Gwen Harwood was one of Australia's finest poets – she was also one of the most subversive

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<span class="caption">Gwen Harwood (1920-1995).</span> <span class="attribution"><span class="source">A.T. Bolton/Wikimedia commons</span>, <a class="link " href="http://creativecommons.org/licenses/by-sa/4.0/" rel="nofollow noopener" target="_blank" data-ylk="slk:CC BY-SA">CC BY-SA</a></span>
Gwen Harwood (1920-1995). A.T. Bolton/Wikimedia commons, CC BY-SA

Gwen Harwood is one of Australia’s finest poets. Her poetry is studied in secondary schools across the nation. While she remains largely unknown internationally, her poetry and letters continue to excite and inspire readers 27 years after her death.

Over her lifetime, she published more than 400 poems, 13 libretti, and six collections of poetry: Poems (1963), Poems / Volume Two (1968), Selected Poems (1975), The Lion’s Bride (1981), Bone Scan (1988), and The Present Tense (1995).

Harwood’s Collected Poems 1943–1995 was published posthumously in 2003. There are also three volumes of her extraordinary letters: Blessed City (1990), A Steady Storm of Correspondence (2001) and Idle Talk, Letters 1960–1964 (2015).

Review:

My Tongue is My Own: A Life of Gwen Harwood – Ann-Marie Priest (La Trobe University Press)

Bad Art Mother – Edwina Preston (Wakefield Press)

Two recent publications explore Harwood’s experiences as a poet and demonstrate the power and durability of both her poetry and letters. The first is the highly anticipated biography, My Tongue is My Own: A Life of Gwen Harwood by Ann-Marie Priest; the second, Bad Art Mother by Edwina Preston, is a fictional account of a number of woman artists in the 1960s, centred on a poet with clear parallels to Harwood.

These books examine the inequalities implicit in gender stereotyping of the time, some of which continue today. They highlight the inventive ways that Harwood and other women artists attempted to transcend or subvert the limitations of patriarchy.

Both books discuss the importance of the Bulletin scandal or “hoax” perpetrated by Harwood in 1961, initiated when Harwood sent two sonnets – Eloisa to Abelard and Abelard to Eloisa – to the Bulletin under the pseudonym Walter Lehmann.

Harwood believed the sonnets were “poetical rubbish” and that anyone who published them was completely incompetent. She famously stated:

I forebore to say that those who couldn’t tell poetry from a bunyip’s arse might well be laughed at.

The poems alluded to a famous epistle by Alexander Pope (1688–1744), Eloise to Abelard. Acrostically, they read: “So Long Bulletin” and “Fuck All Editors”.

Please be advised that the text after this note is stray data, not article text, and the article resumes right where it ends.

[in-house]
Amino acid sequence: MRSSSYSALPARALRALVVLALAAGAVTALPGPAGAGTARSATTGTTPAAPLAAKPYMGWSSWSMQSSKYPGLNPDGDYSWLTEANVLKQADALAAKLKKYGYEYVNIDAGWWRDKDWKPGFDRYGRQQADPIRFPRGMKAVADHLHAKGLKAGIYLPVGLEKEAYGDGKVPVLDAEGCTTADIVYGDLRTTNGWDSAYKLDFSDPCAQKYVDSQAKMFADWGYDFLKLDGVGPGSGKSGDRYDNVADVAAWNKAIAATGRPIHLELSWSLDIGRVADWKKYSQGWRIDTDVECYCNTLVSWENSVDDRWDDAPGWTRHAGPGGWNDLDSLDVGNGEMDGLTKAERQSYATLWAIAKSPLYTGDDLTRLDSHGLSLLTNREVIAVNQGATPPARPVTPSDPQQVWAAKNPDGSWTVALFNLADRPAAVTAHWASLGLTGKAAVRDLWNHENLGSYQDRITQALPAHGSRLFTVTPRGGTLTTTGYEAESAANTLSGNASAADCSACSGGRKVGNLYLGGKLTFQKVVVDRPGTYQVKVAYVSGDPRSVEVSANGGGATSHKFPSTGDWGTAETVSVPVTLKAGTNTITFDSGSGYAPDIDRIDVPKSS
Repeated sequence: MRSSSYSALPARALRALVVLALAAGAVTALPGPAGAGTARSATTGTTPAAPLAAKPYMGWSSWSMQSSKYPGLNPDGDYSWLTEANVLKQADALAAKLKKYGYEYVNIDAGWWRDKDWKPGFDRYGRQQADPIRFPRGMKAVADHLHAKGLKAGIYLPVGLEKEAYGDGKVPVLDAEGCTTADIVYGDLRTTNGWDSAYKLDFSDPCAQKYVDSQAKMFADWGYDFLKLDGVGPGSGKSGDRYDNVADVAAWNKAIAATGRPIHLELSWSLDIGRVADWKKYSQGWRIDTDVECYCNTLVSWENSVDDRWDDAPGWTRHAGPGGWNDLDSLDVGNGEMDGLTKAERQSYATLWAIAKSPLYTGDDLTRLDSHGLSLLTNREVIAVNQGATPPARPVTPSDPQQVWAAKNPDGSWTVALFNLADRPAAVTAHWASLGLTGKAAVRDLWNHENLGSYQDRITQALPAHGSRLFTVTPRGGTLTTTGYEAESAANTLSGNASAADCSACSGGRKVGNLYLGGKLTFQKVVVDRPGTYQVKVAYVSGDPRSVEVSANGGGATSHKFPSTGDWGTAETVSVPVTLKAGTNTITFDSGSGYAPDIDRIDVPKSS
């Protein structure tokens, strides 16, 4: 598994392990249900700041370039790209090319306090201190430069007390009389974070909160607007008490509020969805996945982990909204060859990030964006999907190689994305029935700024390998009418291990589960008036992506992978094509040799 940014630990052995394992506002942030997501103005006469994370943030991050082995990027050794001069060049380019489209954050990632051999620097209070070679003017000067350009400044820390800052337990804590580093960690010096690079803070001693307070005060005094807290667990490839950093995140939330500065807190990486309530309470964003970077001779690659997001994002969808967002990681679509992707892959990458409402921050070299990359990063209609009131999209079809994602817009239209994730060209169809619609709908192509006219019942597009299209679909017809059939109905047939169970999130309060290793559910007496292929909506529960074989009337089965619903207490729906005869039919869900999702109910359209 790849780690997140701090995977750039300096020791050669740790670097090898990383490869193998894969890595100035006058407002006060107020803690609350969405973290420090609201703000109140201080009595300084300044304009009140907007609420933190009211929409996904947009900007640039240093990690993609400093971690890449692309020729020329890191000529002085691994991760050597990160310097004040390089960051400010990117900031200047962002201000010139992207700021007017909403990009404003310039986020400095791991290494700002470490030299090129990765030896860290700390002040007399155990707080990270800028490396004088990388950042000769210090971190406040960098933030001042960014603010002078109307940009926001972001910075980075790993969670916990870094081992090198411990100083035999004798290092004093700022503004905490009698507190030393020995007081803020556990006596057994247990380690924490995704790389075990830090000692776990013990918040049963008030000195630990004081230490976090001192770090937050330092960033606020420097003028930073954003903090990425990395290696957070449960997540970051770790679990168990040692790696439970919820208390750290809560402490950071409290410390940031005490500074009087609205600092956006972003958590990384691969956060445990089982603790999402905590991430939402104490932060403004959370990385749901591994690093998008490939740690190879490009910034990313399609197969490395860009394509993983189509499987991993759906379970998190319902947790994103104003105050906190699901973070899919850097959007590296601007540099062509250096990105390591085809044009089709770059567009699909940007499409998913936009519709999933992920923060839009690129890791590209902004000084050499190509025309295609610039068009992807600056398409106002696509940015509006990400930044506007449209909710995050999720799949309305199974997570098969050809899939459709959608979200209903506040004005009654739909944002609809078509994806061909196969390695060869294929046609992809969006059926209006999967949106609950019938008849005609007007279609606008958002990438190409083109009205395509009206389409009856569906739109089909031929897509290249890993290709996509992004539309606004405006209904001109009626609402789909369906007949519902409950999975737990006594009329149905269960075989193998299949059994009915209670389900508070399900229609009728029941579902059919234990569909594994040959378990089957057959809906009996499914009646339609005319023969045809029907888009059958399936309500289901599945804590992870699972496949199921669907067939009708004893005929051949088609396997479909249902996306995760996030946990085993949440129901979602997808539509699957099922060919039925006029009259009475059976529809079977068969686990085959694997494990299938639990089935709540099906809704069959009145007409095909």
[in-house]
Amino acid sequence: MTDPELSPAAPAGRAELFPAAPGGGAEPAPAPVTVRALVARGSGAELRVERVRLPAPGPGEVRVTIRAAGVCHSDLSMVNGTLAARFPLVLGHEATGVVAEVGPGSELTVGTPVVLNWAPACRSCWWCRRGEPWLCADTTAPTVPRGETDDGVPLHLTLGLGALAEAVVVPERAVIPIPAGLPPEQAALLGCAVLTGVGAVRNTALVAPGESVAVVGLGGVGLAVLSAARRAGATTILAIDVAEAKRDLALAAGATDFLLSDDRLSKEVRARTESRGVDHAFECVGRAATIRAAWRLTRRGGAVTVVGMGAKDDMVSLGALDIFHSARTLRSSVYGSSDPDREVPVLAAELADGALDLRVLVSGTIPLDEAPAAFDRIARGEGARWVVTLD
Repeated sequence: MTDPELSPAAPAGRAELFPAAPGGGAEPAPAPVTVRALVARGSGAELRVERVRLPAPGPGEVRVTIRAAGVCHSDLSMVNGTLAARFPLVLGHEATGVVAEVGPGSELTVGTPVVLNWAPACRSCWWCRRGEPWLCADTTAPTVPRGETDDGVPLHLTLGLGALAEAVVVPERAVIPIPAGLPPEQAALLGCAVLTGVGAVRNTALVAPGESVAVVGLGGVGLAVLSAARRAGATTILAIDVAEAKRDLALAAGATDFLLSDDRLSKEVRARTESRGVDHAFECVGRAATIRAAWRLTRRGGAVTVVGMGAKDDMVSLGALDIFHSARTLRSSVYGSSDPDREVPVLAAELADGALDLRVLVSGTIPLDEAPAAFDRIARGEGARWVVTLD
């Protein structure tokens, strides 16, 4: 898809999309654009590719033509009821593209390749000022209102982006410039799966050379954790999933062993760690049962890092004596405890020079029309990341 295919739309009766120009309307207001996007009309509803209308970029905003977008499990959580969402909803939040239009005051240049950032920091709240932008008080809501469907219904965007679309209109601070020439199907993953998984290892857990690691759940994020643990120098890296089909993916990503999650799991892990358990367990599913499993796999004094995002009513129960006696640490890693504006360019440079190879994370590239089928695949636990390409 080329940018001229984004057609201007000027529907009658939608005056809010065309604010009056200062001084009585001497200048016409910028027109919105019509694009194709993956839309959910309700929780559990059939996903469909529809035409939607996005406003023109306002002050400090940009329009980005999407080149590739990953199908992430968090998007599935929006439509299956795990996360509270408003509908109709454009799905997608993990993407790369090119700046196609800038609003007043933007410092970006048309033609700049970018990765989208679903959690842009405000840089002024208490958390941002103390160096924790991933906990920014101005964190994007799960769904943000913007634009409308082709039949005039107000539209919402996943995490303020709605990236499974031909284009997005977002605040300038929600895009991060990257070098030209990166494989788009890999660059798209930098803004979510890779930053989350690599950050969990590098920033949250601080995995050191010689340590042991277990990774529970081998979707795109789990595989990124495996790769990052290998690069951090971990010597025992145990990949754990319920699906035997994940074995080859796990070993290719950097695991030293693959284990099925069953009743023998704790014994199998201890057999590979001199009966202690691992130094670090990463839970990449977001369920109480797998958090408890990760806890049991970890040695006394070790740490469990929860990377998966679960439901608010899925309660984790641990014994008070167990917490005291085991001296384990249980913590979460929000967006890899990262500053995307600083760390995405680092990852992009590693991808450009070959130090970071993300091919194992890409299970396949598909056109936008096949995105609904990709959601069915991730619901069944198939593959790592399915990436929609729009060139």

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‘The fantasies of lady poets’

Ann-Marie Priest reconstructs a lively account of the Bulletin scandal from a variety of sources.

Identified as a “housewife” in most of the newspaper reports of the scandal, Harwood claimed this demonstrated that she was not taken seriously as a poet. The reception of her poetry was not being separated from discussions of her gender, unlike the work of her male counterparts, so she looked for ways to expose, escape and undermine the restrictions of patriarchal society.

Unable to cope with a woman – a “housewife” – orchestrating a major hoax of the male-dominated literary establishment, the Bulletin, with new poetry editor Vincent Buckley at the helm, sought to discredit her subversive act.

In her detailed account, Priest discusses an article, “The Hoax That Misfired”, published in the Bulletin, which attempted to undermine the hoax in the aftermath of the scandal. It was written by journalist Peter Coleman in collaboration with Buckley, Harwood’s friend and fellow poet. Buckley betrayed her, arguing that

despite Mrs Harwood’s best efforts, [the sonnets] had two defects which made them unsuitable for their hoax: they made real sense and they had a limited but definite literary merit.

The article concluded condescendingly. Harwood, Buckley wrote,

apparently imagined that the acrostic would remain her private secret for ever […] Such are the fantasies of lady poets.

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An accessible account

Priest’s biography is an accessible account of Harwood’s life, often filtered through and framed by an examination of Harwood’s complex relationships.

John Harwood, Gwen Harwood’s oldest child and literary executor, revealed in a recent issue of Australian Book Review that he had initially gone against his mother’s wishes to “tell all” and embargoed much of her correspondence. After his father died, John Harwood allowed Priest access to this material.

Priest’s reconstruction of events synthesises of a plethora of sources, including a massive quantity of letters, diaries, and interviews with Harwood’s friends and correspondents. She combines this with some analysis of Harwood’s poems to create a riveting narrative, exploring Harwood’s private and literary life.

She places Harwood’s love affairs upfront, beginning the biography with the sentence:

When Gwen Harwood was in her mid-fifties, she sent some childhood photos to a younger poet who had recently become her lover.

This foregrounds Priest’s frank discussions of Harwood’s marriage, which Harwood’s correspondence characterises as fraught and difficult. Priest’s biography also reveals the names of various lovers, starting when she was seventeen with composer, conductor and scholar Robert Dalley-Scarlett.